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Dyslipidemia indicates the presence of increased cholesterol in the blood. In general the cholesterol in the body is categorized as good and bad forms, thus referring to its functionality. Good cholesterol also known as high density lipoproteins are required for the body to carry out regular metabolic activities. Estimation of triglyceride levels in the blood serves as a key factor in identifying the amount of disordered fats in the body or dyslipidemia. Dyslipidemia is one of the important causes for the onset of coronary artery disease.

Clinical evaluations of blood cholesterol levels

Clinical presentation of blood cholesterol levels aids estimation of the onset of conditions such as dyslipidemia which leads to cardio vascular disease. Blood cholesterol determination includes the estimation of high density lipoproteins, triglycerides and low density lipoproteins. Values in the case of dyslipidemia contain increased total cholesterol levels i.e. high LDL levels and decreased HDL levels. These levels are checked on fasting for at least 10 hours. Clinical interventions are recommended in the treatment of dyslipidemia to understand the possibility of cardio vascular disease in a patient and to differentiate the primary and secondary categories of this disease.

Diabetes and dyslipidemia

Type 2 diabetes is an underlying medical condition in which dyslipidemia is often noticed. It is measured by the lipid profile analysis. Insulin resistance is the predominant cause of low serum HDL. Insulin resistance promotes another condition called hypertriglyceridemia. This eventually leads to the increase of LDL or low density lipoproteins in the blood which can initiate the onset of atherosclerosis. Patients suffering diabetes with increased values of LDL and VLDL fall under the risk group for coronary artery disease. In addition to this, the metabolism of lipids is directly associated with the release of thyroid hormone. In patients with diabetes and hypothyroidism, the chance of cardiovascular disease is imminent.

Other factors

Dyslipidemia can occur because of various factors. Most of them are induced by altered lifestyle patterns affecting the metabolism of a person. Obesity is the predominant cause of cardiovascular disease which is directly associated with the presence of dyslipidemia in the person. Symptoms associated are lethargy, gasping and difficulty in participating in any kind of physical activity. Alcohol consumption is also a major cause for the onset of dyslipidemia as it is related to the damage caused to the liver which produces major enzymes for lipid metabolism and fat emulsification processes. Other caused include Cushing's syndrome, Polycystic ovarian disease and liver cirrhosis.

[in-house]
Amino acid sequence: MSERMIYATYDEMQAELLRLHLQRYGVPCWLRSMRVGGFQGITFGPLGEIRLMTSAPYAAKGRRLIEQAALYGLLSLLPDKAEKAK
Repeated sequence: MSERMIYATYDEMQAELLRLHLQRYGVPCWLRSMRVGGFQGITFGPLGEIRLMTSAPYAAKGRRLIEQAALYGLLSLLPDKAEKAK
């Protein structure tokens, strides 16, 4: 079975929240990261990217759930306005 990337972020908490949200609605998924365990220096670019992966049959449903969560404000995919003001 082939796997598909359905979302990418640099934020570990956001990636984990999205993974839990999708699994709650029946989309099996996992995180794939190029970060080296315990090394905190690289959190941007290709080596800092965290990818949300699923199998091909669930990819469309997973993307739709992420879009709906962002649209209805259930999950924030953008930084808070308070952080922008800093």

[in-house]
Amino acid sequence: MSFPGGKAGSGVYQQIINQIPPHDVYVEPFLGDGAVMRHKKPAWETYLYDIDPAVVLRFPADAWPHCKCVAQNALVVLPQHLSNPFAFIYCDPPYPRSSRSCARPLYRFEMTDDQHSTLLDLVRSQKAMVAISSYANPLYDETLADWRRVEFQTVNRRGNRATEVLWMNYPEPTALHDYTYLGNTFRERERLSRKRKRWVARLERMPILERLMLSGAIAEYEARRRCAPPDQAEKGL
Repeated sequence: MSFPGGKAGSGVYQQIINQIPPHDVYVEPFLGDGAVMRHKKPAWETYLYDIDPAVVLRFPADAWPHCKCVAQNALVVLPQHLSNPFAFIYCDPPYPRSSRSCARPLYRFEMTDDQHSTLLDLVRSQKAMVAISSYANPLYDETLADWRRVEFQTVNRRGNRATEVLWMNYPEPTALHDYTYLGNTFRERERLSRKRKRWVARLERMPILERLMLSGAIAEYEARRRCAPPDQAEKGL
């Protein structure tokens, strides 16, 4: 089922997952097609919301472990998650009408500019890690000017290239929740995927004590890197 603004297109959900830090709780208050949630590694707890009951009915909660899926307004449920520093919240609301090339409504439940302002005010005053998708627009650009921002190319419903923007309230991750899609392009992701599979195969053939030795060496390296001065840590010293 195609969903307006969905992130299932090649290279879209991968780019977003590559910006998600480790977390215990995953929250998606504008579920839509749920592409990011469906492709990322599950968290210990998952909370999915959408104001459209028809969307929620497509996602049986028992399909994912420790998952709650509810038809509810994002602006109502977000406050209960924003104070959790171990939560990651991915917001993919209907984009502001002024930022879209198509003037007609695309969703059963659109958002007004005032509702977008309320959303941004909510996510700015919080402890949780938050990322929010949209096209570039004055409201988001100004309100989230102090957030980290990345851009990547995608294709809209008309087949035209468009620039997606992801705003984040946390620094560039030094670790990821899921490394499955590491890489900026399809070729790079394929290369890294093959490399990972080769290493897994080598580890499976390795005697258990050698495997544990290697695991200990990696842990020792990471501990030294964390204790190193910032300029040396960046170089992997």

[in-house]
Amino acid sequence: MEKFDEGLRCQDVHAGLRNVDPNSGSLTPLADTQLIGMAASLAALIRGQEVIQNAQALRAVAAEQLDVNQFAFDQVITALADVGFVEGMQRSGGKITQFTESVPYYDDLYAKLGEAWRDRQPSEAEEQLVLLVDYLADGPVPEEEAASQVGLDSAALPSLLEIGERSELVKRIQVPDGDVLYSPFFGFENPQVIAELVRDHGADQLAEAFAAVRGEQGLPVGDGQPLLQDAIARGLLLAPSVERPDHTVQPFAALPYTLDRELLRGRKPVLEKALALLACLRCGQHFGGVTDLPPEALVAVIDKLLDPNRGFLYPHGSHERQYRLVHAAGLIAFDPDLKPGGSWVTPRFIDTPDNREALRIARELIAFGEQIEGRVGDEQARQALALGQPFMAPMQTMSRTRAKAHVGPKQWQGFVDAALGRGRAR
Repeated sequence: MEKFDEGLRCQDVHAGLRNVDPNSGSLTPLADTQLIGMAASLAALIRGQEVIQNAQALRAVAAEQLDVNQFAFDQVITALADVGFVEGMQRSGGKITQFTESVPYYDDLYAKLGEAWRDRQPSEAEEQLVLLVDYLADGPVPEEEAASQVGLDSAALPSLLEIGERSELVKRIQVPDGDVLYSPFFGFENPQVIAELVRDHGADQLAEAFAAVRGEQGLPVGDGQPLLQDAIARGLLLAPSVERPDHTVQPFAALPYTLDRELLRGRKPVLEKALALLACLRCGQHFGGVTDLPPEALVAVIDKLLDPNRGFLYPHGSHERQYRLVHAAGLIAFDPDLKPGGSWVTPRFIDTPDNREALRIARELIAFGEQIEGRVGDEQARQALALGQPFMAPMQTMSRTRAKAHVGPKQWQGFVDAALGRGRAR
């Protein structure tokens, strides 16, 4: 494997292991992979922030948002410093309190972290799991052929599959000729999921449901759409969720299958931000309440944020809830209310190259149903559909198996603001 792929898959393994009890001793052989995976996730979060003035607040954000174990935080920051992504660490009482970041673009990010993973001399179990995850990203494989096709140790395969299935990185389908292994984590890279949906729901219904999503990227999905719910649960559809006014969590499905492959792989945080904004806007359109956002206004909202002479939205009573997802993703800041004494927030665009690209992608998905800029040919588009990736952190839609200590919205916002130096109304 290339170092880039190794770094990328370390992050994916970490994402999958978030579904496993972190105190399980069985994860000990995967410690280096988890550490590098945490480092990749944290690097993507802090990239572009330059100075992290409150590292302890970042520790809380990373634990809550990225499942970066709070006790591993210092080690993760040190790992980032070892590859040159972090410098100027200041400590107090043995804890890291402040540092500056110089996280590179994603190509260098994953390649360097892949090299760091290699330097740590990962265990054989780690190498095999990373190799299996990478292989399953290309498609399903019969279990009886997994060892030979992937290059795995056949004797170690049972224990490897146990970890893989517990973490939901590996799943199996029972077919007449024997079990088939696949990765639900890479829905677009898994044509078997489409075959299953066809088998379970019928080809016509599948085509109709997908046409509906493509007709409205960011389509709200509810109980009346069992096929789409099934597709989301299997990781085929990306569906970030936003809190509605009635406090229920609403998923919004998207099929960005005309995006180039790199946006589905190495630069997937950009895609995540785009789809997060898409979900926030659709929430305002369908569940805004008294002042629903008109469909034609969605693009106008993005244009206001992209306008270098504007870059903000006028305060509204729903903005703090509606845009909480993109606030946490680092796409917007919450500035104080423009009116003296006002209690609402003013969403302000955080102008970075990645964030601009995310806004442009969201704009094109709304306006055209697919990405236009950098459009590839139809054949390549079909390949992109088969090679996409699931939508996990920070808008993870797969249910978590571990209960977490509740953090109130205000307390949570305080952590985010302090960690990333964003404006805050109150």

Dyslipidemia is a condition which is treated with effective counseling about healthy lifestyle choices. Eating right and handling stressful factors can subsequently act on the regulation of metabolism. Patients are advised to exercise regularly to prevent the onset of atherosclerosis caused because of dyslipidemia.

Cardiometabolic Syndrome

Cardiometabolic syndrome occurs from metabolic dysfunctions like hypertension, impaired glucose tolerance, insulin resistance, dyslipidemia and central adiposity. It is a group of risk factors that increase the risk towards a serious illness. This syndrome is also known as insulin resistance syndrome.

The condition is a combination of metabolic disorders and/or risk factors that include a combination of diabetes mellitus, obesity, Hyperlipidemia and systemic hypertension. If any one of the risk factors is present in the body, then it is a major concern but when a combination of these risk factors are present in the body then they lead to severe health issues like cardio metabolic disease. The components of this syndrome either independently or interdependently are risk factors for high cardiovascular diseases.

Affected people are mostly overweight or obese. People suffering from this syndrome are more likely to suffer from coronary heart disease and heart attack. Central adiposity is a major contributor that increases cardiometabolic risks.